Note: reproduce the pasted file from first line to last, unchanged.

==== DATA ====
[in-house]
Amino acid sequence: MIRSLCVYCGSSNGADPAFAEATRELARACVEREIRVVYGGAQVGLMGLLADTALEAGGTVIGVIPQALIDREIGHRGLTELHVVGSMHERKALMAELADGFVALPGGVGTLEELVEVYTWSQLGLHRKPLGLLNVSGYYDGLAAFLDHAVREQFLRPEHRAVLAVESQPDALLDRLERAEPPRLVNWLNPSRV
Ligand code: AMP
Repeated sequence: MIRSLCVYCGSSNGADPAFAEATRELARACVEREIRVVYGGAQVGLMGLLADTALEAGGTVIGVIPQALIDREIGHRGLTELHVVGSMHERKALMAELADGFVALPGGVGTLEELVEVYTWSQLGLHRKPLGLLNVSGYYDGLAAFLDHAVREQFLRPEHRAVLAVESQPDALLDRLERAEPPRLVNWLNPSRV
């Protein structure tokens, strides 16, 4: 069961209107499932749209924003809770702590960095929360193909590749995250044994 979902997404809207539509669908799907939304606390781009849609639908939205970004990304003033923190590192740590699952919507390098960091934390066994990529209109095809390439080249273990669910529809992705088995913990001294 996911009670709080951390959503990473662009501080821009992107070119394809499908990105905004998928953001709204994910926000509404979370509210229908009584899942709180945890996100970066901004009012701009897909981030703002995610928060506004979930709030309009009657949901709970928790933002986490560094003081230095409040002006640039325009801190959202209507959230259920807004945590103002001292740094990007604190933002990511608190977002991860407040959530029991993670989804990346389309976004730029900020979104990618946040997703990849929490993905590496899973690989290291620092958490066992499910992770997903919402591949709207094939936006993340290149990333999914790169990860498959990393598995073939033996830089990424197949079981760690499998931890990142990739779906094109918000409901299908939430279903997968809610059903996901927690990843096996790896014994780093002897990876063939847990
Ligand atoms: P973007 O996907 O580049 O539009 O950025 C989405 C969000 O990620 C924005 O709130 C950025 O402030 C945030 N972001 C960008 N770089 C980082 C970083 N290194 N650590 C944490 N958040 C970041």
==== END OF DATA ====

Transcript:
[in-house]
Amino acid sequence: MIRSLCVYCGSSNGADPAFAEATRELARACVEREIRVVYGGAQVGLMGLLADTALEAGGTVIGVIPQALIDREIGHRGLTELHVVGSMHERKALMAELADGFVALPGGVGTLEELVEVYTWSQLGLHRKPLGLLNVSGYYDGLAAFLDHAVREQFLRPEHRAVLAVESQPDALLDRLERAEPPRLVNWLNPSRV
Ligand code: AMP
Repeated sequence: MIRSLCVYCGSSNGADPAFAEATRELARACVEREIRVVYGGAQVGLMGLLADTALEAGGTVIGVIPQALIDREIGHRGLTELHVVGSMHERKALMAELADGFVALPGGVGTLEELVEVYTWSQLGLHRKPLGLLNVSGYYDGLAAFLDHAVREQFLRPEHRAVLAVESQPDALLDRLERAEPPRLVNWLNPSRV
């Protein structure tokens, strides 16, 4: 069961209107499932749209924003809770702590960095929360193909590749995250044994 979902997404809207539509669908799907939304606390781009849609639908939205970004990304003033923190590192740590699952919507390098960091934390066994990529209109095809390439080249273990669910529809992705088995913990001294 996911009670709080951390959503990473662009501080821009992107070119394809499908990105905004998928953001709204994910926000509404979370509210229908009584899942709180945890996100970066901004009012701009897909981030703002995610928060506004979930709030309009009657949901709970928790933002986490560094003081230095409040002006640039325009801190959202209507959230259920807004945590103002001292740094990007604190933002990511608190977002991860407040959530029991993670989804990346389309976004730029900020979104990618946040997703990849929490993905590496899973690989290291620092958490066992499910992770997903919402591949709207094939936006993340290149990333999914790169990860498959990393598995073939033996830089990424197949079981760690499998931890990142990739779906094109918000409901299908939430279903997968809610059903996901927690990843096996790896014994780093002897990876063939847990
Ligand atoms: P973007 O996907 O580049 O539009 O950025 C989405 C969000 O990620 C924005 O709130 C950025 O402030 C945030 N972001 C960008 N770089 C980082 C970083 N290194 N650590 C944490 N958040 C970041």